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House of Commons

Wednesday 5 March 2014

The House met at half-past Eleven o’clock

Prayers

[Mr Speaker in the Chair]

Oral Answers to Questions

International Development

The Secretary of State was asked—

Pacific Islands

1. Meg Munn (Sheffield, Heeley) (Lab/Co-op): What support she is providing to Pacific islands countries. [902818]

The Secretary of State for International Development (Justine Greening): The Department for International Development does not provide direct support to Pacific island countries. However, we provide direct support to Pitcairn, a UK overseas territory in the Pacific. In 2013-14, it was approximately £3 million.

Meg Munn: I thank the Secretary of State for her answer. Given that many small island states in the Pacific face severe threats from climate change and will fail to meet millennium development goals on education and health, and given that this year sees the once-a-decade small island developing states conference, will she take a lead on the Government’s involvement in that conference, and will she ensure that the House is kept updated on what this Government can do to support such countries, which are suffering?

Justine Greening: I am grateful to the hon. Lady for her question, and I will write to her with fuller details, but, in summary, we do a significant amount of work in supporting Pacific islands. She mentioned climate change, and we in fact fund the World Bank group that is doing a pilot programme on climate resilience; we are a major donor to it. We also provide support through the European development fund and the Commonwealth. If I write to her with more details, perhaps she will get the reassurance she seeks.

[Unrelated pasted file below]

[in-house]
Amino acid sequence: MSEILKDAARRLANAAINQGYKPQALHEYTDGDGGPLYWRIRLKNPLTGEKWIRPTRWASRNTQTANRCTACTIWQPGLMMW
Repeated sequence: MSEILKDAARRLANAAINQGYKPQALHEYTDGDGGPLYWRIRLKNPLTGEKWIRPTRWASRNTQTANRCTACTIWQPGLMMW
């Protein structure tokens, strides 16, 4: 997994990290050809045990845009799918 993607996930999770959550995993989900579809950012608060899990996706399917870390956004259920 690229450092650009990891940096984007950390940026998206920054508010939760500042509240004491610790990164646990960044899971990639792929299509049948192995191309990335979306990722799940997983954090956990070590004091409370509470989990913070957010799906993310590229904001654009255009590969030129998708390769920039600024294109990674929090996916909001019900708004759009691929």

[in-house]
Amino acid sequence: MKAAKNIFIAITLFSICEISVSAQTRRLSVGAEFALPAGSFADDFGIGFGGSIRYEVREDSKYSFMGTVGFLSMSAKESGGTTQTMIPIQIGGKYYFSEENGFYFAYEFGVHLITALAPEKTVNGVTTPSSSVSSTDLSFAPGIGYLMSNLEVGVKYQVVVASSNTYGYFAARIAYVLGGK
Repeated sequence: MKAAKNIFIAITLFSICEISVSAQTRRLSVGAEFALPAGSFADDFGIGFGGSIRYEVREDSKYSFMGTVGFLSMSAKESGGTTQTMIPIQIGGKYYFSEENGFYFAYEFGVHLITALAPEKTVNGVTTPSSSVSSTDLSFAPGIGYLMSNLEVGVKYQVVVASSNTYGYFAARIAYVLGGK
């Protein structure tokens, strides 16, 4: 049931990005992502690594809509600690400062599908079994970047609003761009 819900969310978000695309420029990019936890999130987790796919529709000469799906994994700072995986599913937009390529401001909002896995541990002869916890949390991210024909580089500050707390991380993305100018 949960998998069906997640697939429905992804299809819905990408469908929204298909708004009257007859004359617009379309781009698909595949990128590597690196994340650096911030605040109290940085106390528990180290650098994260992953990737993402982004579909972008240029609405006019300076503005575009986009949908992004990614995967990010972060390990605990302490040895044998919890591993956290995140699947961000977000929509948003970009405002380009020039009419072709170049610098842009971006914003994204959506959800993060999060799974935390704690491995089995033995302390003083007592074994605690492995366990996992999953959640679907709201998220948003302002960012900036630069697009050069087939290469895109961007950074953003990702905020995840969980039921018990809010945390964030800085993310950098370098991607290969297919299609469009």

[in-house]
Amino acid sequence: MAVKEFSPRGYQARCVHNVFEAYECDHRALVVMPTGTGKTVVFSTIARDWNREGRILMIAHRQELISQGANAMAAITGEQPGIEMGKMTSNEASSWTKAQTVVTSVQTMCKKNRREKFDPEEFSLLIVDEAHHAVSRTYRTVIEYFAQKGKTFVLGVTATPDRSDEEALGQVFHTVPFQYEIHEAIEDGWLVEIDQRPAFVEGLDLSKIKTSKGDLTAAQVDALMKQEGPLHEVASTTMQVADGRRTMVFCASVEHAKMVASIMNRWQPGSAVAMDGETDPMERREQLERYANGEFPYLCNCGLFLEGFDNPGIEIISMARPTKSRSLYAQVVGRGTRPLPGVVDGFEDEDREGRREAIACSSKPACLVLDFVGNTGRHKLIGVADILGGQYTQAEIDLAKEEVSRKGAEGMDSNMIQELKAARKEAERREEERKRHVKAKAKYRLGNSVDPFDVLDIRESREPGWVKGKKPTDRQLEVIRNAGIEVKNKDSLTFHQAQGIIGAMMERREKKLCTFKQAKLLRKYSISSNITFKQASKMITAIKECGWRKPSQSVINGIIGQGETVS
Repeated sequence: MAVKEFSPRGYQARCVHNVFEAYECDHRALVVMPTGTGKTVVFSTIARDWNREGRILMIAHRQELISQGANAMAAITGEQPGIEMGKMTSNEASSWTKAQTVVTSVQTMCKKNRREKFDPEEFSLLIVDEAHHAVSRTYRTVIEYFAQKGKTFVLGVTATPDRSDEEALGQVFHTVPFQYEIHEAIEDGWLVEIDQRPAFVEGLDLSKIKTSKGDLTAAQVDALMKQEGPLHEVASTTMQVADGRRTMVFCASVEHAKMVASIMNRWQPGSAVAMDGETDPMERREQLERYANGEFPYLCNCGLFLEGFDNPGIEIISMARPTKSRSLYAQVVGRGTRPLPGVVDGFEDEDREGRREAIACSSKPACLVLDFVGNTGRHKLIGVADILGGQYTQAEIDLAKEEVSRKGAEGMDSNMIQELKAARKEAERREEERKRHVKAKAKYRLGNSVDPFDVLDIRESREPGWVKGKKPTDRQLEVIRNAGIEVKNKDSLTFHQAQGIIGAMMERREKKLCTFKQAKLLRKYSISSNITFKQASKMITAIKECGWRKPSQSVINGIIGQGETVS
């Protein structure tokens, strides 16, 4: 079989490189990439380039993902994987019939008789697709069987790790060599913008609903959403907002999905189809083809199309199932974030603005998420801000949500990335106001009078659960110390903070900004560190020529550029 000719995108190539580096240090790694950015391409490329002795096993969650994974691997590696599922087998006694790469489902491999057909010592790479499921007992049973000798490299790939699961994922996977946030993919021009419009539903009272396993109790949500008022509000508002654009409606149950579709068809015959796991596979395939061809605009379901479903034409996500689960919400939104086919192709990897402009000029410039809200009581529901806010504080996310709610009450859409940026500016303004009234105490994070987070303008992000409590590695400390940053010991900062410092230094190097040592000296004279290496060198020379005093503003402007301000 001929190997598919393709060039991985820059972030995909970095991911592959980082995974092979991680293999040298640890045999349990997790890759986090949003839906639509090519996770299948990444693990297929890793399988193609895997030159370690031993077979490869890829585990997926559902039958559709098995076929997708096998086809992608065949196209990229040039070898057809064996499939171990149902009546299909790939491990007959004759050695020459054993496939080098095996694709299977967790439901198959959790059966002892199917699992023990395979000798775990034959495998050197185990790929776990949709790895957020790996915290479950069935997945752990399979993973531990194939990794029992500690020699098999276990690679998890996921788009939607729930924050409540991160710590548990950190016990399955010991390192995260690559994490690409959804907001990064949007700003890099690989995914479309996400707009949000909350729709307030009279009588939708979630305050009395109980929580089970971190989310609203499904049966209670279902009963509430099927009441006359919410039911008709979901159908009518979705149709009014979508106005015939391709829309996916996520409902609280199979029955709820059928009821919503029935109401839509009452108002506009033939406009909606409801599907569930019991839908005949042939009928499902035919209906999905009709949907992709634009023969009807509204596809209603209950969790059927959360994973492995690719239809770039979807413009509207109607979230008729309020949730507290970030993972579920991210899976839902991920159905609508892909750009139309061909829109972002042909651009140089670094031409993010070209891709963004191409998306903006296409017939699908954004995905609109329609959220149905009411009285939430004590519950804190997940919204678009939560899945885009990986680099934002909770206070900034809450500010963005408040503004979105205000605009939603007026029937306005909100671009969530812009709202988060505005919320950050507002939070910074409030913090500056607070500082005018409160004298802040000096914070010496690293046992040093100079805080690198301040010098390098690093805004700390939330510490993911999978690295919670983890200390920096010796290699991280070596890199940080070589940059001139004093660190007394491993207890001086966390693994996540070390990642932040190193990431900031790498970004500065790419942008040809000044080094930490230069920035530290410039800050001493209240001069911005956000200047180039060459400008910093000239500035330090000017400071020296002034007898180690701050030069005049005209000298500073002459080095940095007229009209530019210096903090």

Syria

2. Mr David Hanson (Delyn) (Lab): What recent reports she has received on the humanitarian situation in and around Syria; and if she will make a statement. [902820]

The Secretary of State for International Development (Justine Greening): The humanitarian crisis in Syria has reached catastrophic proportions. The UN now estimates

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that 9.3 million people are in desperate need of humanitarian aid in Syria. At least 6.5 million people in Syria have been forced to flee their homes to other areas of the country, and there are now more than 2.5 million refugees in the region.

Mr Hanson: Two key issues now face children in Syria: first, polio is rife, and vaccination levels are extremely low; and, secondly, UNICEF confirmed to me only yesterday that 2.5 million children in Syria or in refugee camps are receiving no education whatsoever. I know that those are major challenges, but will the Secretary of State tell me what the British contribution might be on those issues?